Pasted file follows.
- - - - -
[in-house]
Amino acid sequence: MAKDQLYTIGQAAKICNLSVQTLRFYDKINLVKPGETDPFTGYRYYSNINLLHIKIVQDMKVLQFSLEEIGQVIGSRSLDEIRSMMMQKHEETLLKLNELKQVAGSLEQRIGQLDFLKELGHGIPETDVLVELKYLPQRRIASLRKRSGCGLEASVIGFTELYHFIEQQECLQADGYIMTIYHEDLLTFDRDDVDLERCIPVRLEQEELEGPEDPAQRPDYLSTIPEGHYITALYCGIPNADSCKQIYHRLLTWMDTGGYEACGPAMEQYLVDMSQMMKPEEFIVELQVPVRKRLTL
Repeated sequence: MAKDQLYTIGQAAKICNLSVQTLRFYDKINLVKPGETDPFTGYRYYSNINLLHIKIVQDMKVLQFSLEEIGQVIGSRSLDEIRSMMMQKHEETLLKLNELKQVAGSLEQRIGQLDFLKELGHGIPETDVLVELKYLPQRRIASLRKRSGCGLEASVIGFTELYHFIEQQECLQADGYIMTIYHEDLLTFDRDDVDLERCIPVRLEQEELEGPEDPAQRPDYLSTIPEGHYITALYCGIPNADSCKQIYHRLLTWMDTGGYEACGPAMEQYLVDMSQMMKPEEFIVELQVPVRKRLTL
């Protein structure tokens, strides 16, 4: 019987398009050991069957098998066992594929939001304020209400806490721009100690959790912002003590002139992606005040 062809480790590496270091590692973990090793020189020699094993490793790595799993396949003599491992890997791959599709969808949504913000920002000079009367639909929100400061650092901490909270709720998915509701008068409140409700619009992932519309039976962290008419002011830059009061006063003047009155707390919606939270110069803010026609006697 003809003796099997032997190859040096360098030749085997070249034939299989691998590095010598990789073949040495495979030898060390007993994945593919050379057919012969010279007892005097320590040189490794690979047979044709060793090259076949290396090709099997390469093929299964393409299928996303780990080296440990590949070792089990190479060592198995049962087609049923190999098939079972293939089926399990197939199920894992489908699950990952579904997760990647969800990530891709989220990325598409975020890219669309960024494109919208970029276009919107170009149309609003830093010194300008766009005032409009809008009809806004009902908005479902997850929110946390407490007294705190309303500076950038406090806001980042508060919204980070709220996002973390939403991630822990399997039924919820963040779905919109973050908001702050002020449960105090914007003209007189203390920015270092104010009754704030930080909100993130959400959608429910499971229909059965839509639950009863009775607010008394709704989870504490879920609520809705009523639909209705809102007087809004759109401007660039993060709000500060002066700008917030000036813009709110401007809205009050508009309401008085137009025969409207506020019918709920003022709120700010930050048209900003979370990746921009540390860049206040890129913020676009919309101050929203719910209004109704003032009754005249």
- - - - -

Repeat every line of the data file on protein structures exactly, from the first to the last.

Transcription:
[in-house]
Amino acid sequence: MAKDQLYTIGQAAKICNLSVQTLRFYDKINLVKPGETDPFTGYRYYSNINLLHIKIVQDMKVLQFSLEEIGQVIGSRSLDEIRSMMMQKHEETLLKLNELKQVAGSLEQRIGQLDFLKELGHGIPETDVLVELKYLPQRRIASLRKRSGCGLEASVIGFTELYHFIEQQECLQADGYIMTIYHEDLLTFDRDDVDLERCIPVRLEQEELEGPEDPAQRPDYLSTIPEGHYITALYCGIPNADSCKQIYHRLLTWMDTGGYEACGPAMEQYLVDMSQMMKPEEFIVELQVPVRKRLTL
Repeated sequence: MAKDQLYTIGQAAKICNLSVQTLRFYDKINLVKPGETDPFTGYRYYSNINLLHIKIVQDMKVLQFSLEEIGQVIGSRSLDEIRSMMMQKHEETLLKLNELKQVAGSLEQRIGQLDFLKELGHGIPETDVLVELKYLPQRRIASLRKRSGCGLEASVIGFTELYHFIEQQECLQADGYIMTIYHEDLLTFDRDDVDLERCIPVRLEQEELEGPEDPAQRPDYLSTIPEGHYITALYCGIPNADSCKQIYHRLLTWMDTGGYEACGPAMEQYLVDMSQMMKPEEFIVELQVPVRKRLTL
């Protein structure tokens, strides 16, 4: 019987398009050991069957098998066992594929939001304020209400806490721009100690959790912002003590002139992606005040 062809480790590496270091590692973990090793020189020699094993490793790595799993396949003599491992890997791959599709969808949504913000920002000079009367639909929100400061650092901490909270709720998915509701008068409140409700619009992932519309039976962290008419002011830059009061006063003047009155707390919606939270110069803010026609006697 003809003796099997032997190859040096360098030749085997070249034939299989691998590095010598990789073949040495495979030898060390007993994945593919050379057919012969010279007892005097320590040189490794690979047979044709060793090259076949290396090709099997390469093929299964393409299928996303780990080296440990590949070792089990190479060592198995049962087609049923190999098939079972293939089926399990197939199920894992489908699950990952579904997760990647969800990530891709989220990325598409975020890219669309960024494109919208970029276009919107170009149309609003830093010194300008766009005032409009809008009809806004009902908005479902997850929110946390407490007294705190309303500076950038406090806001980042508060919204980070709220996002973390939403991630822990399997039924919820963040779905919109973050908001702050002020449960105090914007003209007189203390920015270092104010009754704030930080909100993130959400959608429910499971229909059965839509639950009863009775607010008394709704989870504490879920609520809705009523639909209705809102007087809004759109401007660039993060709000500060002066700008917030000036813009709110401007809205009050508009309401008085137009025969409207506020019918709920003022709120700010930050048209900003979370990746921009540390860049206040890129913020676009919309101050929203719910209004109704003032009754005249």